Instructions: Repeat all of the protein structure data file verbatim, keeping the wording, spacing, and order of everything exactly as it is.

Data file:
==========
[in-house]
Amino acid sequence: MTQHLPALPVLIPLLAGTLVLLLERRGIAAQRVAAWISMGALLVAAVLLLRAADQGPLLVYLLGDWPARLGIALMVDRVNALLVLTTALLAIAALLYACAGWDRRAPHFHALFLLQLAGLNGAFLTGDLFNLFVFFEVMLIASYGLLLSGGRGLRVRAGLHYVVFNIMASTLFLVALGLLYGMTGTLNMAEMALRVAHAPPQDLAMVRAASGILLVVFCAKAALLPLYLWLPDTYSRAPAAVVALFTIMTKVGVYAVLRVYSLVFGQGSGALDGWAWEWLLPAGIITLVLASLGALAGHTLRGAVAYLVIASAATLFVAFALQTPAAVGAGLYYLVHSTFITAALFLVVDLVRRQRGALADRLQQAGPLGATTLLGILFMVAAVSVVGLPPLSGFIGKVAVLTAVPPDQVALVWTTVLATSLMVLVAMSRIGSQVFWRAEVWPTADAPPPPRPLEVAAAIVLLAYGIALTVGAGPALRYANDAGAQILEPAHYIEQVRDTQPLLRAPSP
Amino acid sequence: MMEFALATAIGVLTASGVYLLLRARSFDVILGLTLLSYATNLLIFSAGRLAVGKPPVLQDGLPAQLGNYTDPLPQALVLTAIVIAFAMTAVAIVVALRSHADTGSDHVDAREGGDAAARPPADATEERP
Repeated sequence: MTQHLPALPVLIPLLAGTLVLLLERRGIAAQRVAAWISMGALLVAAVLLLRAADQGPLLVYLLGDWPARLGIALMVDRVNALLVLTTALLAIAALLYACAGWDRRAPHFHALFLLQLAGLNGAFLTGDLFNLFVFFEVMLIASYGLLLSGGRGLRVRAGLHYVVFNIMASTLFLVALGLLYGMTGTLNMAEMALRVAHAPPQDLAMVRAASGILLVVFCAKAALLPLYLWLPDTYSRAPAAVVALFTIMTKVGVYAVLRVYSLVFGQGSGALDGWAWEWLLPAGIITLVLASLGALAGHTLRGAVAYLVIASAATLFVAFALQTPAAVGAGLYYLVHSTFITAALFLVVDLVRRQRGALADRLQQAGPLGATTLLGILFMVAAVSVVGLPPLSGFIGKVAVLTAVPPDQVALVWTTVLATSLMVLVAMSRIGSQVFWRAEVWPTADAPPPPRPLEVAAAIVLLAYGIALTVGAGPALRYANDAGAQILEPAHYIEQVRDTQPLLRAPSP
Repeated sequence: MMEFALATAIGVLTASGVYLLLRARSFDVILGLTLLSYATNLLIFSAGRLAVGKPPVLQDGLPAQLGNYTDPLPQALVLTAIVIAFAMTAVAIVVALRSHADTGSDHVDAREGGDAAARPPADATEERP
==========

[in-house]
Amino acid sequence: MTQHLPALPVLIPLLAGTLVLLLERRGIAAQRVAAWISMGALLVAAVLLLRAADQGPLLVYLLGDWPARLGIALMVDRVNALLVLTTALLAIAALLYACAGWDRRAPHFHALFLLQLAGLNGAFLTGDLFNLFVFFEVMLIASYGLLLSGGRGLRVRAGLHYVVFNIMASTLFLVALGLLYGMTGTLNMAEMALRVAHAPPQDLAMVRAASGILLVVFCAKAALLPLYLWLPDTYSRAPAAVVALFTIMTKVGVYAVLRVYSLVFGQGSGALDGWAWEWLLPAGIITLVLASLGALAGHTLRGAVAYLVIASAATLFVAFALQTPAAVGAGLYYLVHSTFITAALFLVVDLVRRQRGALADRLQQAGPLGATTLLGILFMVAAVSVVGLPPLSGFIGKVAVLTAVPPDQVALVWTTVLATSLMVLVAMSRIGSQVFWRAEVWPTADAPPPPRPLEVAAAIVLLAYGIALTVGAGPALRYANDAGAQILEPAHYIEQVRDTQPLLRAPSP
Amino acid sequence: MMEFALATAIGVLTASGVYLLLRARSFDVILGLTLLSYATNLLIFSAGRLAVGKPPVLQDGLPAQLGNYTDPLPQALVLTAIVIAFAMTAVAIVVALRSHADTGSDHVDAREGGDAAARPPADATEERP
Repeated sequence: MTQHLPALPVLIPLLAGTLVLLLERRGIAAQRVAAWISMGALLVAAVLLLRAADQGPLLVYLLGDWPARLGIALMVDRVNALLVLTTALLAIAALLYACAGWDRRAPHFHALFLLQLAGLNGAFLTGDLFNLFVFFEVMLIASYGLLLSGGRGLRVRAGLHYVVFNIMASTLFLVALGLLYGMTGTLNMAEMALRVAHAPPQDLAMVRAASGILLVVFCAKAALLPLYLWLPDTYSRAPAAVVALFTIMTKVGVYAVLRVYSLVFGQGSGALDGWAWEWLLPAGIITLVLASLGALAGHTLRGAVAYLVIASAATLFVAFALQTPAAVGAGLYYLVHSTFITAALFLVVDLVRRQRGALADRLQQAGPLGATTLLGILFMVAAVSVVGLPPLSGFIGKVAVLTAVPPDQVALVWTTVLATSLMVLVAMSRIGSQVFWRAEVWPTADAPPPPRPLEVAAAIVLLAYGIALTVGAGPALRYANDAGAQILEPAHYIEQVRDTQPLLRAPSP
Repeated sequence: MMEFALATAIGVLTASGVYLLLRARSFDVILGLTLLSYATNLLIFSAGRLAVGKPPVLQDGLPAQLGNYTDPLPQALVLTAIVIAFAMTAVAIVVALRSHADTGSDHVDAREGGDAAARPPADATEERP